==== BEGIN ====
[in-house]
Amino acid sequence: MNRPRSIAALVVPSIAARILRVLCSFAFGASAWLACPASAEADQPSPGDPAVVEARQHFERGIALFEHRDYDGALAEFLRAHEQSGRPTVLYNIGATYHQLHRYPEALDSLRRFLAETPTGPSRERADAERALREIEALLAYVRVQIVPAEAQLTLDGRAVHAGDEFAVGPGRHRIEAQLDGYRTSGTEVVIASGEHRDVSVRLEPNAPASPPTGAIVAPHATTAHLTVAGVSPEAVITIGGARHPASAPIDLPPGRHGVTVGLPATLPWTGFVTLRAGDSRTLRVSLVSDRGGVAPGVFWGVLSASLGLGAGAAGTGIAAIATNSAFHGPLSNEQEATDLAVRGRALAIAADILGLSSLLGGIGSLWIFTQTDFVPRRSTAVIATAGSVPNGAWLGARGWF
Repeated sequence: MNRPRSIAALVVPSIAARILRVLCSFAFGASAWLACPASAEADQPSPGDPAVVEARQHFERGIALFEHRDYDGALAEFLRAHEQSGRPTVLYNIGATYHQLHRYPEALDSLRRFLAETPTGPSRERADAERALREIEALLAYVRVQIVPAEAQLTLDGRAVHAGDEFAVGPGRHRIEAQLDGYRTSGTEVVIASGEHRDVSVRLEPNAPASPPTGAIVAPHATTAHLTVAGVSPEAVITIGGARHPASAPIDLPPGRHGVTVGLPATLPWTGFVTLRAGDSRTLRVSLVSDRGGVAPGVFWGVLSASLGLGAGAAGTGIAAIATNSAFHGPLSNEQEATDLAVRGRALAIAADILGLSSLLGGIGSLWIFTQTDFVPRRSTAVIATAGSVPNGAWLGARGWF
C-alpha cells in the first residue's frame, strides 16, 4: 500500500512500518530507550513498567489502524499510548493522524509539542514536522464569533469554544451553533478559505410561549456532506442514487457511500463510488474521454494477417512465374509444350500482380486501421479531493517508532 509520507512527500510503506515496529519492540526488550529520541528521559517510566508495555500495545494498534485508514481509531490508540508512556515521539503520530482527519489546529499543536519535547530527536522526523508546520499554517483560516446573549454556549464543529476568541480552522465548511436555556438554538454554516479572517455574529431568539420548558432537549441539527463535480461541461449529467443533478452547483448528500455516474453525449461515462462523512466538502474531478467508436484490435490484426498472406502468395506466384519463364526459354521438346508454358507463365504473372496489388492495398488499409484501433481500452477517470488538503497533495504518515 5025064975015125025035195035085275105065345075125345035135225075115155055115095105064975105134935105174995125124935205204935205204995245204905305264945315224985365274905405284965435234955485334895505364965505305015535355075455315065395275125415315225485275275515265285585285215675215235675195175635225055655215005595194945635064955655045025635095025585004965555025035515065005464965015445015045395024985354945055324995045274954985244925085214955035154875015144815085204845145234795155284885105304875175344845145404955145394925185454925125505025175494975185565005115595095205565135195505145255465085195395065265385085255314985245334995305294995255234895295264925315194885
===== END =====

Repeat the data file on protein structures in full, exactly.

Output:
[in-house]
Amino acid sequence: MNRPRSIAALVVPSIAARILRVLCSFAFGASAWLACPASAEADQPSPGDPAVVEARQHFERGIALFEHRDYDGALAEFLRAHEQSGRPTVLYNIGATYHQLHRYPEALDSLRRFLAETPTGPSRERADAERALREIEALLAYVRVQIVPAEAQLTLDGRAVHAGDEFAVGPGRHRIEAQLDGYRTSGTEVVIASGEHRDVSVRLEPNAPASPPTGAIVAPHATTAHLTVAGVSPEAVITIGGARHPASAPIDLPPGRHGVTVGLPATLPWTGFVTLRAGDSRTLRVSLVSDRGGVAPGVFWGVLSASLGLGAGAAGTGIAAIATNSAFHGPLSNEQEATDLAVRGRALAIAADILGLSSLLGGIGSLWIFTQTDFVPRRSTAVIATAGSVPNGAWLGARGWF
Repeated sequence: MNRPRSIAALVVPSIAARILRVLCSFAFGASAWLACPASAEADQPSPGDPAVVEARQHFERGIALFEHRDYDGALAEFLRAHEQSGRPTVLYNIGATYHQLHRYPEALDSLRRFLAETPTGPSRERADAERALREIEALLAYVRVQIVPAEAQLTLDGRAVHAGDEFAVGPGRHRIEAQLDGYRTSGTEVVIASGEHRDVSVRLEPNAPASPPTGAIVAPHATTAHLTVAGVSPEAVITIGGARHPASAPIDLPPGRHGVTVGLPATLPWTGFVTLRAGDSRTLRVSLVSDRGGVAPGVFWGVLSASLGLGAGAAGTGIAAIATNSAFHGPLSNEQEATDLAVRGRALAIAADILGLSSLLGGIGSLWIFTQTDFVPRRSTAVIATAGSVPNGAWLGARGWF
C-alpha cells in the first residue's frame, strides 16, 4: 500500500512500518530507550513498567489502524499510548493522524509539542514536522464569533469554544451553533478559505410561549456532506442514487457511500463510488474521454494477417512465374509444350500482380486501421479531493517508532 509520507512527500510503506515496529519492540526488550529520541528521559517510566508495555500495545494498534485508514481509531490508540508512556515521539503520530482527519489546529499543536519535547530527536522526523508546520499554517483560516446573549454556549464543529476568541480552522465548511436555556438554538454554516479572517455574529431568539420548558432537549441539527463535480461541461449529467443533478452547483448528500455516474453525449461515462462523512466538502474531478467508436484490435490484426498472406502468395506466384519463364526459354521438346508454358507463365504473372496489388492495398488499409484501433481500452477517470488538503497533495504518515 5025064975015125025035195035085275105065345075125345035135225075115155055115095105064975105134935105174995125124935205204935205204995245204905305264945315224985365274905405284965435234955485334895505364965505305015535355075455315065395275125415315225485275275515265285585285215675215235675195175635225055655215005595194945635064955655045025635095025585004965555025035515065005464965015445015045395024985354945055324995045274954985244925085214955035154875015144815085204845145234795155284885105304875175344845145404955145394925185454925125505025175494975185565005115595095205565135195505145255465085195395065265385085255314985245334995305294995255234895295264925315194885